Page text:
PetaPixel

Use CamelCamelCamel to Hunt for the Best Camera Gear Prices on Amazon

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One of the tricky things about online shopping is the price fluctuation that happens for products. The price you see today may not be around when you check again tomorrow. If you regularly shop for camera gear on Amazon, one website that you should bookmark and reference is CamelCamelCamel. It’s a website that tracks the price history of Amazon’s products, allowing you to time your purchases at historically low prices.
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Heads Up: The Tablet Selfie Stick is Now a Thing

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Tablet cameras are getting better and better, and more and more people are using their tablets as everyday snapshot cameras. So it only makes sense that tablets would eventually follow the smartphone into the world of selfie sticks as well.

That has now happened. You can now buy a selfie stick that has a special attachment specifically for mounting your tablet as a camera.
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Photo of a Syrian Girl Surrendering to the Camera Breaks the Internet’s Heart

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One of the most widely shared photos on the Internet in the past week has been the picture above by Turkish photojournalist Osman Sağırlı. It’s a portrait of a young Syrian girl he encountered back in 2014, who mistook his telephoto lens for a weapon and instinctively threw up her hands in surrender.
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Google Drive Now Gives You Access to Your Google+ Photos

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Google is planning to separate its photo services from Google+ to make it a standalone offering, and we’re starting to see some shifts in service structuring.

The Mountain View-based company just announced that Google Drive users will be able to access their Google+ Photos images directly from inside Drive.
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How to Capture Stunning Star Trail Photos in Light Polluted Places

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I’ve always found photos of star trails — the arcs the stars paint across the sky as the earth turns — fascinating. They’re one of the things that we can “see” with a camera that we can’t see with our eyes. Technology has changed how we shoot star trails, making star trail shots in locations we previously thought impossible possible.
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Satire: Disgruntled Pixel Peepers Say Canon 5DS Still Not Enough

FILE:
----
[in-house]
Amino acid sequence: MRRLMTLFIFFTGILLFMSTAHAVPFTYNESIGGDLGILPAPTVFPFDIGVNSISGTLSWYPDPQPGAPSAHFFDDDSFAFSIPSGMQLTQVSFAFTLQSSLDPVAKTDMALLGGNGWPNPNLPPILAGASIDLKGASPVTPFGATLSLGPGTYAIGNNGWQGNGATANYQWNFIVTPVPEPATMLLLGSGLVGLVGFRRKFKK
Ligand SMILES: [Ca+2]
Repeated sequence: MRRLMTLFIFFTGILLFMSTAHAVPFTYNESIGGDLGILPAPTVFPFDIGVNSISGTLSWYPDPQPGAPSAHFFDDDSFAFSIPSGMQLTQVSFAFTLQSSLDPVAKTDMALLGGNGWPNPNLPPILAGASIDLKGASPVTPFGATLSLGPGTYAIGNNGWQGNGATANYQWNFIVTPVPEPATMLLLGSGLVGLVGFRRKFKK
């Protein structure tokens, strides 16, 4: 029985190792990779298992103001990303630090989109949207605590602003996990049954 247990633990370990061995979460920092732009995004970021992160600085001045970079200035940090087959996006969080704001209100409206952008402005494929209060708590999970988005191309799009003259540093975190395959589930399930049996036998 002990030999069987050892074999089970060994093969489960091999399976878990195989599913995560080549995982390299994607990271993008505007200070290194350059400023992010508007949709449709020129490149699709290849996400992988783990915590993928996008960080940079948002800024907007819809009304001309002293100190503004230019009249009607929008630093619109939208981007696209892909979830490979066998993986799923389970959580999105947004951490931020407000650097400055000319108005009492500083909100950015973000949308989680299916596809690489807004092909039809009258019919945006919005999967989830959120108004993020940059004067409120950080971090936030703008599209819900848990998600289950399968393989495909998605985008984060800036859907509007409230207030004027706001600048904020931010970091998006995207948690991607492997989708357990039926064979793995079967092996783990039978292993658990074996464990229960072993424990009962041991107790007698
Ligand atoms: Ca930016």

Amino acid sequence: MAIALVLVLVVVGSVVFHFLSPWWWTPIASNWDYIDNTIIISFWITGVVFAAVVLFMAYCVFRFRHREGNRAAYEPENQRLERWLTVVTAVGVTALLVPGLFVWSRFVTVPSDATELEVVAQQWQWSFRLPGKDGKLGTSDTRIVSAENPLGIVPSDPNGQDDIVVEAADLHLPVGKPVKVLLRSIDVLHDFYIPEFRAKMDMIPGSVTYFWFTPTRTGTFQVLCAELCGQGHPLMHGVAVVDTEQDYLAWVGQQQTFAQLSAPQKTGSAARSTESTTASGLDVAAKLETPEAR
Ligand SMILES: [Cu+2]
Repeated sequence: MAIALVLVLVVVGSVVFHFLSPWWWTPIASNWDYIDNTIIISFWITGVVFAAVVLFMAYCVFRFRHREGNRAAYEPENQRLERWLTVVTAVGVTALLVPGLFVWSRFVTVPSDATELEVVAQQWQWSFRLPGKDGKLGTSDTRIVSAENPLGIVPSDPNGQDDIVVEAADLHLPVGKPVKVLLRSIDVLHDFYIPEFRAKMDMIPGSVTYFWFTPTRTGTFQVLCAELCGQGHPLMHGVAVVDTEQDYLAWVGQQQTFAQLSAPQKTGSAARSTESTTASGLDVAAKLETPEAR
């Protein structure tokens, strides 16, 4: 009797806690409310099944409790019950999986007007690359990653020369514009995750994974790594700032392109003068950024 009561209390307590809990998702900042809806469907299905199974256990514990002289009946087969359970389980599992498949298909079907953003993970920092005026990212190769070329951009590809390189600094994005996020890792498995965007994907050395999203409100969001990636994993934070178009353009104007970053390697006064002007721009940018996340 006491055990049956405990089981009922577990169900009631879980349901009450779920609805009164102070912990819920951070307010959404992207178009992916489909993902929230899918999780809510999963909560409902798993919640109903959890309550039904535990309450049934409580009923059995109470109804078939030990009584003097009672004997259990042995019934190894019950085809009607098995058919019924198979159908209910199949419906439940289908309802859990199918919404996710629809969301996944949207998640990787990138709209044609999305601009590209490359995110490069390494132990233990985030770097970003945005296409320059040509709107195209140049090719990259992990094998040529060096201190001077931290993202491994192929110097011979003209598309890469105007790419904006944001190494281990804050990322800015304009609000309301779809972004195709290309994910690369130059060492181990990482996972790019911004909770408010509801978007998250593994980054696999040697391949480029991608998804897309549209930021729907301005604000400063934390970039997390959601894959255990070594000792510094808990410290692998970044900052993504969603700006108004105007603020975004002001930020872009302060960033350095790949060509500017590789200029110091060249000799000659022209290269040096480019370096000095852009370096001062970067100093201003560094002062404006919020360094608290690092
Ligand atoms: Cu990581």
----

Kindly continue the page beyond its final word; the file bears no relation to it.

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MELVILLE, N.Y., March 26, 2015 – A 37-year-old man has criticized Canon’s latest DSLR, the 5DS, for not having enough pixels, even though it has more pixels than any other DSLR in history and has not even been released yet.
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Flickr Now Lets You Add Public Domain Photos and Release Shots to the Public Domain

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Last week SpaceX posted its photos to Flickr and released them to the public domain. Unfortunately for the company, Flickr didn’t have any public domain designation they could use, so even though SpaceX founder Elon Musk said the photos were public domain, the images were shared under a Creative Commons license that required attribution.

That has now changed. Flickr announced yesterday that it has created two new options for members in the copyright dropdown panel: public domain and CC0, which allows users to release content to the public domain.
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Is This a First Look at Canon’s Upcoming Large Sensor PowerShot Camera?

Update: Oops. It turns out the camera was already named and shown by Canon last month. Please see the update below.


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CES 2015 came and went, and there is still no mention of the large-sensor, large-lens PowerShot camera that Canon started teasing late last year. However, a new photo put up on Canon Netherlands’ PowerShot page appears to show a camera that doesn’t officially exist yet — could this be a first glimpse of the upcoming PowerShot for pros?
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Shooting Selfies with Strangers Using a 16mm Bolex Film Camera

Short-film makers Adrian Morphy and Marissa Bergougnou of Rhymes with Orange did an interesting little social experiment recently. They had a guy named Geoffrey Cork stand on a street and ask passersby to stop and pose for a selfie with him. It wasn’t just a smartphone selfie, though, but also one shot with a bulky 16mm Bolex motion picture camera. The black-and-white cinematic selfies turned out pretty well.

‘Stormlapse’ Photographer Ryan McGinnis Shares His Most Epic Shots of 2014

Ryan McGinnis is a photographer and storm chaser whom we interviewed and featured back in 2011. After years of pointing his camera at newsworthy storms, McGinnis switched things up a bit in 2014 by introducing time-lapses into his repertoire. Although he was still learning, he did manage to capture quite a few amazing sequences showing powerful weather events.

The 4.5-minute video above, titled “2014 Stormlapses,” is a highlight reel McGinnis put together to share his best time-lapse sequences.
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